China – Birthplace of Football (Cuju)



The Cuju (the prototype of contemporary football) is a sport of ancient Chinese. It is considered to be the origin of the modern football.


Here’s an interesting bit of news to generate more heat to the feverish 2014

World Cup that is being played in Brazil.

The game of football (soccer) is recognized as the most popular sport in the world but few may know that it is one of the oldest games as well.In ancient China,the game was known as “Cuju”.

Cuju first appeared in the renowned ancient Chinese historical work Zhan Guo Ce (“Strategies of the Warring States”) compiled which described cuju as a form of entertainment among the general public.

. In the classic novel Water Margin, there are several paragraphs describing the emperor playing Cuju with officers of the court.

Later, cuju was commonly played in the army for military training purposes, during the Han Dynasty.

However, it was England that transitioned soccer, or what the British and many other people around the world call “football,” into the game we know today. The English are credited with recording the first uniform rules for the sport, including forbidding tripping opponents and touching the ball with hands.


An artifact from ancient China describes a kid playing cuju, kept at the Linzi Football Museum, Shangdong province.[Photo/IC]

Records of the game begin during the Tsin Dynasty (255-206BC) and represent a game in which soldiers competed in a training activity featuring a leather ball being kicked into a net strung between two poles. The main difference between Cuju and soccer was the height of the goal, which hung about 30 feet from the floor.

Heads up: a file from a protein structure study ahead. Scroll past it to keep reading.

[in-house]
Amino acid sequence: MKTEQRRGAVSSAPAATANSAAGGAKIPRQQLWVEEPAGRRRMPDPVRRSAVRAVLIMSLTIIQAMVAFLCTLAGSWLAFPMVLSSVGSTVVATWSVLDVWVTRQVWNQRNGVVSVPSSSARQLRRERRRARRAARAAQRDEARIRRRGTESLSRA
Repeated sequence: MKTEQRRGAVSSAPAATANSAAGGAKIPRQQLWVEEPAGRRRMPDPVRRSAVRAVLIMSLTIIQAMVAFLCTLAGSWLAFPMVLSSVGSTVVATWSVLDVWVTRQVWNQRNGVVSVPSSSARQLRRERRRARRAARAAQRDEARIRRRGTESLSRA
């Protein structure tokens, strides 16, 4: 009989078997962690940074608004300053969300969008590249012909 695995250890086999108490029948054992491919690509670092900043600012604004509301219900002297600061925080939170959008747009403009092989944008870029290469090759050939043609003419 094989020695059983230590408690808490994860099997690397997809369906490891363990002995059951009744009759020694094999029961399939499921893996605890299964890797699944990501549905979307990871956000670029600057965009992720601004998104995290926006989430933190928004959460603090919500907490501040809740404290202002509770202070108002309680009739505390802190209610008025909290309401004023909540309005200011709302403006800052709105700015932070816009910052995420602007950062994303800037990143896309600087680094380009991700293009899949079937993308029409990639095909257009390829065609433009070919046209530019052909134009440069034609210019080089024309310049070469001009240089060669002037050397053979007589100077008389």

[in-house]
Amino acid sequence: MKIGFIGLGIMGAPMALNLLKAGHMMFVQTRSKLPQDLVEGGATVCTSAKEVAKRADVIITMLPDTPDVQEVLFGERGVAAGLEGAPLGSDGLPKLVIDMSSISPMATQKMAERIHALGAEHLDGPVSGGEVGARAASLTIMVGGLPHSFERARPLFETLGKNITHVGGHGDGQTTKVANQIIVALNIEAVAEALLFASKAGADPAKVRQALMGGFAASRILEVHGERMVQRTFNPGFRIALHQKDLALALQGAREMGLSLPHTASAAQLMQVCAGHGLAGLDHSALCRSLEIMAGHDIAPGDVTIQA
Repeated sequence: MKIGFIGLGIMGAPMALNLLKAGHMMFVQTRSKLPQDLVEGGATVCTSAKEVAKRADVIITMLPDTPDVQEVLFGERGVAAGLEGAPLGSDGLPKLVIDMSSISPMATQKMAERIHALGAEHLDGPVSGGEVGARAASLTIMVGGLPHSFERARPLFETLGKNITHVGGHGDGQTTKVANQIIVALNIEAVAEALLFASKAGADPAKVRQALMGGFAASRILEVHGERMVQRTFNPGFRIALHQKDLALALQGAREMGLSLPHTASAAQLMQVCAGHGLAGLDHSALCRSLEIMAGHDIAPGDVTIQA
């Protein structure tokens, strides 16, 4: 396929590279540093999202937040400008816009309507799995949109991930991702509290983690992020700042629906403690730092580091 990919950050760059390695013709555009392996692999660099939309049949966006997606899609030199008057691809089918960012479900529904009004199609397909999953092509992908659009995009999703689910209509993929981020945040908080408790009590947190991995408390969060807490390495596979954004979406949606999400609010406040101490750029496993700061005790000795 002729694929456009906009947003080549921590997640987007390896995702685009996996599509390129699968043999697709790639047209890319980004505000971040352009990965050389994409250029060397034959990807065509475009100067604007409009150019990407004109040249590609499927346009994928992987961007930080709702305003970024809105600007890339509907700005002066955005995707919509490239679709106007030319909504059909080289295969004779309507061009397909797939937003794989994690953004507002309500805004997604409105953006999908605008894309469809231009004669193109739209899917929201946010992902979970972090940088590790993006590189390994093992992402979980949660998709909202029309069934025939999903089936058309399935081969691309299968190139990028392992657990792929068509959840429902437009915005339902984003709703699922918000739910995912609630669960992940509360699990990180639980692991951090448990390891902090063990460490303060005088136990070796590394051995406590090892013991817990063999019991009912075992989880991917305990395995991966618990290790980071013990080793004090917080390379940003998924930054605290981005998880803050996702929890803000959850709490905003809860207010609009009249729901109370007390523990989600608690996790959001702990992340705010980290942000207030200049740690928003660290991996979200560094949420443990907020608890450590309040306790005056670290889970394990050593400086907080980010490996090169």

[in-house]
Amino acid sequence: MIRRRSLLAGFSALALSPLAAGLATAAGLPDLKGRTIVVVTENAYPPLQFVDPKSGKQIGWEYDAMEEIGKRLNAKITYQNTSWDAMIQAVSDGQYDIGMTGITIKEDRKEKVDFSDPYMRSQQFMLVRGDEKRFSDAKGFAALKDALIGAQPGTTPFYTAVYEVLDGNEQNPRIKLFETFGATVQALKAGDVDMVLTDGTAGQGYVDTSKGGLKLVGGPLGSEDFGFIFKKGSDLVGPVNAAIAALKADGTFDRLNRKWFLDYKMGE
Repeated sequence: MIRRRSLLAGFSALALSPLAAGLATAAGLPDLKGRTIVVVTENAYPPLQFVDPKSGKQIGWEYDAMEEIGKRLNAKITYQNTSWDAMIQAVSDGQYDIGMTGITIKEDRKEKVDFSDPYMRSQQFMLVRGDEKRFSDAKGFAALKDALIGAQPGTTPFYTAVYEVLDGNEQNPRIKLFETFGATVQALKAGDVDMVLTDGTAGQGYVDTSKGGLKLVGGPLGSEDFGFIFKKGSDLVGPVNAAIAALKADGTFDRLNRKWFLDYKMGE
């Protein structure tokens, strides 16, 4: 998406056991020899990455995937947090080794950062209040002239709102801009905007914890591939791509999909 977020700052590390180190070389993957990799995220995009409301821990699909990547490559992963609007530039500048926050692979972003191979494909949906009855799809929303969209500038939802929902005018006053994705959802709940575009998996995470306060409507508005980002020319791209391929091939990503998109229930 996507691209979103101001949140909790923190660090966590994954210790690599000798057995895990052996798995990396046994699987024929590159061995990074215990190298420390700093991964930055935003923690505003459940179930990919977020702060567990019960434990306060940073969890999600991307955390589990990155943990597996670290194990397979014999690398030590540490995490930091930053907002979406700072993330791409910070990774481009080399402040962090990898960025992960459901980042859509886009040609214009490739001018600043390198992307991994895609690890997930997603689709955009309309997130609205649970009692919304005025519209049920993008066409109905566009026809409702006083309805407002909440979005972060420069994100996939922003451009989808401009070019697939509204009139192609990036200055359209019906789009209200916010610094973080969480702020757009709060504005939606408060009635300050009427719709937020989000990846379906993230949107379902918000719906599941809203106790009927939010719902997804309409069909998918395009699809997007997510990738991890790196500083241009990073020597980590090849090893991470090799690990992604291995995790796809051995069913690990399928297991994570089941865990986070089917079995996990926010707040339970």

Everything began in Linzi, the capital of the Qi State during the Chun and Qiu Periods. The Cuju experienced a tremendous increase during the Han dynasty.

Cuju became very popular during the Tang and Sungdynasties. Fresco drawing a game of Cuju horse (playing Cuju on the horses), shows a scene of noble playing Cuju on horseback. The Cuju has greatly developed during the Sung dynasty.

The Cuju greatly influenced the modern football. During the Tang Dynasty, the Cuju was extended to Japan, Korea, and Western Europe, and turned into football in Britain.

On July 15, 2004, Sepp Blatter, president of FIFA, at the Third International Exhibition of Chinese Football, formally announced to the world that football originated in Zibo, Shandong province, China. But not many know that the sport was originally called “cuju” in ancient China.

As a way of national culture protection, cuju was listed into the first batch of China’s intangible cultural heritages in 2006.



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